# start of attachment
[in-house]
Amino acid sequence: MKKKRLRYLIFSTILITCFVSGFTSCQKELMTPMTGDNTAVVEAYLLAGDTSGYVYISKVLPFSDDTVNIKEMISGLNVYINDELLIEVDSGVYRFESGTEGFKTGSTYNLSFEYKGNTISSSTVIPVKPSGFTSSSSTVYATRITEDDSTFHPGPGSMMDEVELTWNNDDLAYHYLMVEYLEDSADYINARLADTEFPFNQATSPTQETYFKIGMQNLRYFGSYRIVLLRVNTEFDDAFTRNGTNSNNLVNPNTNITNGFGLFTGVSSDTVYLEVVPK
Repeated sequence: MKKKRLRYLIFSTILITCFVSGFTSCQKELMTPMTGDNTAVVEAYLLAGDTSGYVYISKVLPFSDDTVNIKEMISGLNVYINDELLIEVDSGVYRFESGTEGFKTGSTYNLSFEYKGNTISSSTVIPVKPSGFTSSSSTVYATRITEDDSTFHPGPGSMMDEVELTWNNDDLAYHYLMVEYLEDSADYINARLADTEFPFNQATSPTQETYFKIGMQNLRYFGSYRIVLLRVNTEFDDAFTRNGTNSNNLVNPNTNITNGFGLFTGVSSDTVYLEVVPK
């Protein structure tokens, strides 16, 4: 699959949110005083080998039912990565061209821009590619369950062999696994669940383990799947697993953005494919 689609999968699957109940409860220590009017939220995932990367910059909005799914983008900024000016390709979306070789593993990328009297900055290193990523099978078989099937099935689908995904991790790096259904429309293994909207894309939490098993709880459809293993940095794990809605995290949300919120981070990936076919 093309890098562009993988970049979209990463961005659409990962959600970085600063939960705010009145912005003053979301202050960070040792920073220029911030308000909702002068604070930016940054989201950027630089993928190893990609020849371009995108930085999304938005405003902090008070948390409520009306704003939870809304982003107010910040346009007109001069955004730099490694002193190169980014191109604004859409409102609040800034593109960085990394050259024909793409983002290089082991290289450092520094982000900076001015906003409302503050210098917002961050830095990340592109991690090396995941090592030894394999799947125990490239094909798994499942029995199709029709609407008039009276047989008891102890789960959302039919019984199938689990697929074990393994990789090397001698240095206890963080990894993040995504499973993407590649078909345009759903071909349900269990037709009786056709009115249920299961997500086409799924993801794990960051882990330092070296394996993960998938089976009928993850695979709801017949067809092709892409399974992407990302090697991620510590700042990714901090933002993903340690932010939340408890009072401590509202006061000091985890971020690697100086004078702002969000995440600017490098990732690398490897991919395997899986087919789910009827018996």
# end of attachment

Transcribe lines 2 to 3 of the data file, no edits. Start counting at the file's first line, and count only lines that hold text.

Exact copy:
Amino acid sequence: MKKKRLRYLIFSTILITCFVSGFTSCQKELMTPMTGDNTAVVEAYLLAGDTSGYVYISKVLPFSDDTVNIKEMISGLNVYINDELLIEVDSGVYRFESGTEGFKTGSTYNLSFEYKGNTISSSTVIPVKPSGFTSSSSTVYATRITEDDSTFHPGPGSMMDEVELTWNNDDLAYHYLMVEYLEDSADYINARLADTEFPFNQATSPTQETYFKIGMQNLRYFGSYRIVLLRVNTEFDDAFTRNGTNSNNLVNPNTNITNGFGLFTGVSSDTVYLEVVPK
Repeated sequence: MKKKRLRYLIFSTILITCFVSGFTSCQKELMTPMTGDNTAVVEAYLLAGDTSGYVYISKVLPFSDDTVNIKEMISGLNVYINDELLIEVDSGVYRFESGTEGFKTGSTYNLSFEYKGNTISSSTVIPVKPSGFTSSSSTVYATRITEDDSTFHPGPGSMMDEVELTWNNDDLAYHYLMVEYLEDSADYINARLADTEFPFNQATSPTQETYFKIGMQNLRYFGSYRIVLLRVNTEFDDAFTRNGTNSNNLVNPNTNITNGFGLFTGVSSDTVYLEVVPK